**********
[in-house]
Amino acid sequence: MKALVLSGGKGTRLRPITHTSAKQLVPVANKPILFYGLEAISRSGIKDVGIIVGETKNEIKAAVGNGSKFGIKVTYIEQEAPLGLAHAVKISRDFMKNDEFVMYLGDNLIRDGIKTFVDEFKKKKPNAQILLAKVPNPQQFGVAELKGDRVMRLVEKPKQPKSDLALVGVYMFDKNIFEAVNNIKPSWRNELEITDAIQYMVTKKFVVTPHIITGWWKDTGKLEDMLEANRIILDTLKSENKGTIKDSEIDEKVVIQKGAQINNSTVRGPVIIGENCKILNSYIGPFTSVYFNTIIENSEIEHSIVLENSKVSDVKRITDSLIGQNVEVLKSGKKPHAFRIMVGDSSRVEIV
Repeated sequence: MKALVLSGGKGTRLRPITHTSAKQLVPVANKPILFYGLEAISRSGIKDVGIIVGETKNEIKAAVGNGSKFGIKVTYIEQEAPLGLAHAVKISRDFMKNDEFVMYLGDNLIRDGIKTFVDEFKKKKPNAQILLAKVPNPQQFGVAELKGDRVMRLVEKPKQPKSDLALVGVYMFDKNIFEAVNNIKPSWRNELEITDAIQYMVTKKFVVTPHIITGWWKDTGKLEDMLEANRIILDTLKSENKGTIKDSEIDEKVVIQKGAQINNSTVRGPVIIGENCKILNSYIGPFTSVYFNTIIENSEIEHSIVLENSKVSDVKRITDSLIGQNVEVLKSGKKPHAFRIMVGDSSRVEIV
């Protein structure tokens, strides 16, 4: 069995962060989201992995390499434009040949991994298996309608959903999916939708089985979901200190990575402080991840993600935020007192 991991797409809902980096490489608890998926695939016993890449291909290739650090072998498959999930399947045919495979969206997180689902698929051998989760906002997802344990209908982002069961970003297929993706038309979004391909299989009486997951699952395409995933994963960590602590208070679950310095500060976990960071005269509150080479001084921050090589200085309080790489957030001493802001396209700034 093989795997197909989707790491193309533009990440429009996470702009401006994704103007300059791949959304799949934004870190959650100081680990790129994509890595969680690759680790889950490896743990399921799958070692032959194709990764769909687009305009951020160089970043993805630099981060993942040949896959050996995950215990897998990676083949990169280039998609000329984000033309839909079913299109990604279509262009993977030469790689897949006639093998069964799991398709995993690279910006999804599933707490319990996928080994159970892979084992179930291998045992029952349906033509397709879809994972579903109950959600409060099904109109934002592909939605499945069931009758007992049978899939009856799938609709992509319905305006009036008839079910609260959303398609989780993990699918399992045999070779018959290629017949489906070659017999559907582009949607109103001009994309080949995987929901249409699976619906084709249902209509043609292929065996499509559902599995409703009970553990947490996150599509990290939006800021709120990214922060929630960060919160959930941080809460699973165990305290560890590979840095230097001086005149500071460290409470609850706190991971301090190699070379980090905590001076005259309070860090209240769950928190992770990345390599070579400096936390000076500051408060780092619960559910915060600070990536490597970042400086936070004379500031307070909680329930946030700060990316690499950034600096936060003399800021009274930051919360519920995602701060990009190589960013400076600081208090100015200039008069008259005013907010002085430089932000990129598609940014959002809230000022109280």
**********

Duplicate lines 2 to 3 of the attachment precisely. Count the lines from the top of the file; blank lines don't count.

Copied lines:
Amino acid sequence: MKALVLSGGKGTRLRPITHTSAKQLVPVANKPILFYGLEAISRSGIKDVGIIVGETKNEIKAAVGNGSKFGIKVTYIEQEAPLGLAHAVKISRDFMKNDEFVMYLGDNLIRDGIKTFVDEFKKKKPNAQILLAKVPNPQQFGVAELKGDRVMRLVEKPKQPKSDLALVGVYMFDKNIFEAVNNIKPSWRNELEITDAIQYMVTKKFVVTPHIITGWWKDTGKLEDMLEANRIILDTLKSENKGTIKDSEIDEKVVIQKGAQINNSTVRGPVIIGENCKILNSYIGPFTSVYFNTIIENSEIEHSIVLENSKVSDVKRITDSLIGQNVEVLKSGKKPHAFRIMVGDSSRVEIV
Repeated sequence: MKALVLSGGKGTRLRPITHTSAKQLVPVANKPILFYGLEAISRSGIKDVGIIVGETKNEIKAAVGNGSKFGIKVTYIEQEAPLGLAHAVKISRDFMKNDEFVMYLGDNLIRDGIKTFVDEFKKKKPNAQILLAKVPNPQQFGVAELKGDRVMRLVEKPKQPKSDLALVGVYMFDKNIFEAVNNIKPSWRNELEITDAIQYMVTKKFVVTPHIITGWWKDTGKLEDMLEANRIILDTLKSENKGTIKDSEIDEKVVIQKGAQINNSTVRGPVIIGENCKILNSYIGPFTSVYFNTIIENSEIEHSIVLENSKVSDVKRITDSLIGQNVEVLKSGKKPHAFRIMVGDSSRVEIV